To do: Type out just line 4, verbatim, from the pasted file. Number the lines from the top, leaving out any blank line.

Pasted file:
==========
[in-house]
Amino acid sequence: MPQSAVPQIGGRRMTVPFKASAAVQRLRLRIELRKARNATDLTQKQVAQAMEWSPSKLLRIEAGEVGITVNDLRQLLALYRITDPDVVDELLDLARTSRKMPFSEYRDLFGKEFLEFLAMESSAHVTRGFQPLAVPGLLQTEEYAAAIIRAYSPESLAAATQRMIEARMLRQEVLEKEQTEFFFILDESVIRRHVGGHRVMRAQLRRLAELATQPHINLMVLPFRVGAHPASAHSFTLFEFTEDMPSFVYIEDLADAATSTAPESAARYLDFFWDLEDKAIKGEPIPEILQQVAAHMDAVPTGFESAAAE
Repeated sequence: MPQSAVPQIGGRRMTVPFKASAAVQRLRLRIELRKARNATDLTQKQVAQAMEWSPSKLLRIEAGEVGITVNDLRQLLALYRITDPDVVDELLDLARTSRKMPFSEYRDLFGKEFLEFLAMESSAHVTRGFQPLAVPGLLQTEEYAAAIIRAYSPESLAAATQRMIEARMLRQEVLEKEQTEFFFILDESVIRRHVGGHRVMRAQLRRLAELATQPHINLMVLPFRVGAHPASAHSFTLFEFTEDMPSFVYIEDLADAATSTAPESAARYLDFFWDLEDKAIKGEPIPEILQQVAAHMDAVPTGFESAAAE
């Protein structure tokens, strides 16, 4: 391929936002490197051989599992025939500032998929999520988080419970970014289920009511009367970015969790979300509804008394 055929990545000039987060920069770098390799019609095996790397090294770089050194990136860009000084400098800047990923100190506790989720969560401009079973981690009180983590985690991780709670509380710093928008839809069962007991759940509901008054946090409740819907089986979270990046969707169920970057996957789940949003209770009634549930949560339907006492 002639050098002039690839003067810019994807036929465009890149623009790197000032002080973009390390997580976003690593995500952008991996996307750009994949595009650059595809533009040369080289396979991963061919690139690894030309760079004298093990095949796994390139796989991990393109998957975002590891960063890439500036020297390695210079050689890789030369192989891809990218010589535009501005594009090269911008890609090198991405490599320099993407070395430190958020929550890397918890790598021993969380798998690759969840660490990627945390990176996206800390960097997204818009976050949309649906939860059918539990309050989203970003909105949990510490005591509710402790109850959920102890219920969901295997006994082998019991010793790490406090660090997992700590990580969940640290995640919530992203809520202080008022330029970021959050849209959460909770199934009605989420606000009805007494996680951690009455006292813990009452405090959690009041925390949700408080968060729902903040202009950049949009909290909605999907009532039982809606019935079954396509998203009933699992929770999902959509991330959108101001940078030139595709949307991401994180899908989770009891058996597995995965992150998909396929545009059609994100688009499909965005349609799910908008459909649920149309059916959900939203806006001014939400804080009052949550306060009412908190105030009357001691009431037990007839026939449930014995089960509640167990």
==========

């Protein structure tokens, strides 16, 4: 391929936002490197051989599992025939500032998929999520988080419970970014289920009511009367970015969790979300509804008394 055929990545000039987060920069770098390799019609095996790397090294770089050194990136860009000084400098800047990923100190506790989720969560401009079973981690009180983590985690991780709670509380710093928008839809069962007991759940509901008054946090409740819907089986979270990046969707169920970057996957789940949003209770009634549930949560339907006492 002639050098002039690839003067810019994807036929465009890149623009790197000032002080973009390390997580976003690593995500952008991996996307750009994949595009650059595809533009040369080289396979991963061919690139690894030309760079004298093990095949796994390139796989991990393109998957975002590891960063890439500036020297390695210079050689890789030369192989891809990218010589535009501005594009090269911008890609090198991405490599320099993407070395430190958020929550890397918890790598021993969380798998690759969840660490990627945390990176996206800390960097997204818009976050949309649906939860059918539990309050989203970003909105949990510490005591509710402790109850959920102890219920969901295997006994082998019991010793790490406090660090997992700590990580969940640290995640919530992203809520202080008022330029970021959050849209959460909770199934009605989420606000009805007494996680951690009455006292813990009452405090959690009041925390949700408080968060729902903040202009950049949009909290909605999907009532039982809606019935079954396509998203009933699992929770999902959509991330959108101001940078030139595709949307991401994180899908989770009891058996597995995965992150998909396929545009059609994100688009499909965005349609799910908008459909649920149309059916959900939203806006001014939400804080009052949550306060009412908190105030009357001691009431037990007839026939449930014995089960509640167990």